2.  1 Cor. 8:7 "Howbeit there is not in every man that knowledge: for some with conscience of the idol unto this hour eat it as a thing offered unto an idol; and their conscience being weak is defiled. 8 But meat commendeth us not to God: for neither, if we eat, are we the better; neither, if we eat not, are we the worse. 9 But take heed lest by any means this liberty of yours become a stumblingblock to them that are weak. 10 For if any man see thee which hast knowledge sit at meat in the idol's temple, shall not the conscience of him which is weak be emboldened to eat those things which are offered to idols; 11 And through thy knowledge shall the weak brother perish, for whom Christ died? 12 But when ye sin so against the brethren, and wound their weak conscience, ye sin against Christ. 13 Wherefore, if meat make my brother to offend, I will eat no flesh while the world standeth, lest I make my brother to offend." 

3.  1 Cor. 11:29 "For he that eateth and drinketh unworthily, eateth and drinketh damnation to himself, not discerning the Lord's body. 30 For this cause many are weak and sickly among you, and many sleep."Thus, those who are strong both in natural ability and strong spiritually are to support the weak naturally and the weak spiritually.  May God help us to do so.

 "and not to please ourselves."  What we do in supporting others is not for our honor or glory.  We are not to seek praise for what we do.  The Lord taught that in giving alms we are to do it in secret: Matt. 6:1 "Take heed that ye do not your alms before men, to be seen of them: otherwise ye have no reward of your Father which is in heaven. 2 Therefore when thou doest thine alms, do not sound a trumpet before thee, as the hypocrites do in the synagogues and in the streets, that they may have glory of men. Verily I say unto you, They have their reward. 3 But when thou doest alms, let not thy left hand know what thy right hand doeth: 4 That thine alms may be in secret: and thy Father which seeth in secret himself shall reward thee openly."  While all that we may do for others will not always be unknown to those that we support, yet we are not to sound an alarm before us that we may receive praise from men.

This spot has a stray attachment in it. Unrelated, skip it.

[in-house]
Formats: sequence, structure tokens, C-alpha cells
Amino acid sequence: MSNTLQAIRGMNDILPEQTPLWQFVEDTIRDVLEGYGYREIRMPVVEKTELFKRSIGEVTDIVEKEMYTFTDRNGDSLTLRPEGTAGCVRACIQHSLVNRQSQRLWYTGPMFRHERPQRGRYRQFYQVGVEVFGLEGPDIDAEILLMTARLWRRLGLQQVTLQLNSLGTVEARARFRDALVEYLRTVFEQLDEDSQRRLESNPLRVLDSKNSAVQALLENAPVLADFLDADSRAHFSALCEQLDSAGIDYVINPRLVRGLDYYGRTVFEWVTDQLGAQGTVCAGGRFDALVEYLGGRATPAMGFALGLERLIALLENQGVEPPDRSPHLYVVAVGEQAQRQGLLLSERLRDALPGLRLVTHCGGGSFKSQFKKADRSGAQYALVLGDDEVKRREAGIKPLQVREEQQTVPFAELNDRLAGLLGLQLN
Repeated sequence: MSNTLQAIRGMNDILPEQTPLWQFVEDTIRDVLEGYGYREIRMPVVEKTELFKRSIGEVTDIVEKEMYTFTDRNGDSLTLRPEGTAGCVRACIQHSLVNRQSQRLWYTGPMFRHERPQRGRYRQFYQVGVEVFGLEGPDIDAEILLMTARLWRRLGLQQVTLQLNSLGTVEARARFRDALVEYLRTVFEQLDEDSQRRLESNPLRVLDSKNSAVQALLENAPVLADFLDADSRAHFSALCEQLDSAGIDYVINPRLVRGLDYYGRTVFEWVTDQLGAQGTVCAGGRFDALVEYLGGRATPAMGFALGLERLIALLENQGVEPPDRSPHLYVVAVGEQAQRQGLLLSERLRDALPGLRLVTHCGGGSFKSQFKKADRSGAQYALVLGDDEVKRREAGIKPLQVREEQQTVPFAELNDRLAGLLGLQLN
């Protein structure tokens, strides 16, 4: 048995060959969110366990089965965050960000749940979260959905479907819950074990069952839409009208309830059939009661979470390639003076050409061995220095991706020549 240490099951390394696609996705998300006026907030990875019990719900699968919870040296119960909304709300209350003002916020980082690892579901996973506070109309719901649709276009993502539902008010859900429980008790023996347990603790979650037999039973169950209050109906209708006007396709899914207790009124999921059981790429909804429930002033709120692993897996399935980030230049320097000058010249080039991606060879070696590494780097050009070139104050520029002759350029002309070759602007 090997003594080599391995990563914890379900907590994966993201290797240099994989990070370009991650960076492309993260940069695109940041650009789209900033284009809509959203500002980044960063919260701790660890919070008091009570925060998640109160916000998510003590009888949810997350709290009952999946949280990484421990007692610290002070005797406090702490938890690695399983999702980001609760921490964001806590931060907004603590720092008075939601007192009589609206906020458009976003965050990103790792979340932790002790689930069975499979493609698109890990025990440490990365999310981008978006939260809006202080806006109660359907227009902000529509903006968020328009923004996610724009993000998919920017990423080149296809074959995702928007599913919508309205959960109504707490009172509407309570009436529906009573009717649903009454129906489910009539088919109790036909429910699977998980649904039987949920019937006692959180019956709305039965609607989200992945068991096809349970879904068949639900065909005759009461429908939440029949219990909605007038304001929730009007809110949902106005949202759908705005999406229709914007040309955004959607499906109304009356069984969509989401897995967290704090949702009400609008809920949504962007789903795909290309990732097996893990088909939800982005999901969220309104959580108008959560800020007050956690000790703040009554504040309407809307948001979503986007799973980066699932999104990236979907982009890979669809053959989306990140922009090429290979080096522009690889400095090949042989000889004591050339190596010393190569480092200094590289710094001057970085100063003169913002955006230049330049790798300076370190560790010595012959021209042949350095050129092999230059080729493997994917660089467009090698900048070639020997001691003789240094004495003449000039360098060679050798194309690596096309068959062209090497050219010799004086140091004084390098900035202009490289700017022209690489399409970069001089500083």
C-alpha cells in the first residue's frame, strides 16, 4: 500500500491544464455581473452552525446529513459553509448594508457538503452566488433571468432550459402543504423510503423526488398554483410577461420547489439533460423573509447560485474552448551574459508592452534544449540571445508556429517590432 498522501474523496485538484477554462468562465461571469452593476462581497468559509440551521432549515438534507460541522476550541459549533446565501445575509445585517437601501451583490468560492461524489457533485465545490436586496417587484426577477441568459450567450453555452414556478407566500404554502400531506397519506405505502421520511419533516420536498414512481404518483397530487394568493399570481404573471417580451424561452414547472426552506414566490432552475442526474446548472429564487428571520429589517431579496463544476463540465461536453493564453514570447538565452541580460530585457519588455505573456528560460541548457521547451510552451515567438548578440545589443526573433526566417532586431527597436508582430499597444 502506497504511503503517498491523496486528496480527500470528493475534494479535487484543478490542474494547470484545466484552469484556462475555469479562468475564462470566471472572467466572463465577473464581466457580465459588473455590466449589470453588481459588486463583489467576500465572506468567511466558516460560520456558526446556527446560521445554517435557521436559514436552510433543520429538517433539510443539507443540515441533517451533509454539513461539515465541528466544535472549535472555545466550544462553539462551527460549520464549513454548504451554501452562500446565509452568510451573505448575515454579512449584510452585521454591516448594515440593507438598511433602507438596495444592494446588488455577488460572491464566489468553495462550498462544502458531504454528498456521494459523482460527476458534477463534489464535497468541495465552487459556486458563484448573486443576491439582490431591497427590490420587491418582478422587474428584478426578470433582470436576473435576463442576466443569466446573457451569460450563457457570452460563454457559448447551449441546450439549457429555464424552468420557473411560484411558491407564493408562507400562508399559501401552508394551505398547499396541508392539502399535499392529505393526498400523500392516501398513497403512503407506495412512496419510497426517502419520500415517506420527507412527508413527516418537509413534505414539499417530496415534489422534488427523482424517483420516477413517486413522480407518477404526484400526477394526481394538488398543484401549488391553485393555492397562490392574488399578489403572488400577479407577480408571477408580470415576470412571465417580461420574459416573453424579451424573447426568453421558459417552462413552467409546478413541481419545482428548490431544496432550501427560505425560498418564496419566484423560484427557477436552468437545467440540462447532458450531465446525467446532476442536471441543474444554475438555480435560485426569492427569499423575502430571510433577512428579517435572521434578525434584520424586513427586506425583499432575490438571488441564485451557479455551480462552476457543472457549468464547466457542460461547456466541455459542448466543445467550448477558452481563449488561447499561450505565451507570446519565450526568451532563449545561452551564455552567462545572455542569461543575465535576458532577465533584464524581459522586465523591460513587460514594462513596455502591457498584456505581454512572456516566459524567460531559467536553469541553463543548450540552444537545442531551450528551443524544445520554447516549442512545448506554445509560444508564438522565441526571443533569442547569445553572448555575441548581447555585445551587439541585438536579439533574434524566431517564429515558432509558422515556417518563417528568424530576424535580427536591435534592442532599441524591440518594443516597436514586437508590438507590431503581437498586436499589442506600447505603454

"Let every one of us please his neighbour for his good to edification."  Our motive for supporting our weak brother is for his good and for his edification.  Our motive should be purely unselfish.  It should be borne out of the love that we have towards Christ and towards his people. 

"For even Christ pleased not himself; but, as it is written, The reproaches of them that reproached thee fell on me."  The greatest examples of unselfishness in bearing the infirmitives of others is found in the Lord himself.  While there are many examples of his unselfish help towards others, such as healing the sick, blind, dumb, lame, deaf, leprous, and those with withered limbs, and in raising the dead, yet, the greatest example of all is that Jesus died for sinners.  He bore the reproaches (sins) of those who had sinned against God.  He did this willingly and unselfishly.  He did it out of the great love that he had for his covenant people. 

When we consider that Christ bore our infirmities, we should count it a privilege to be able to help the weak, unselfishly and without the praise of men.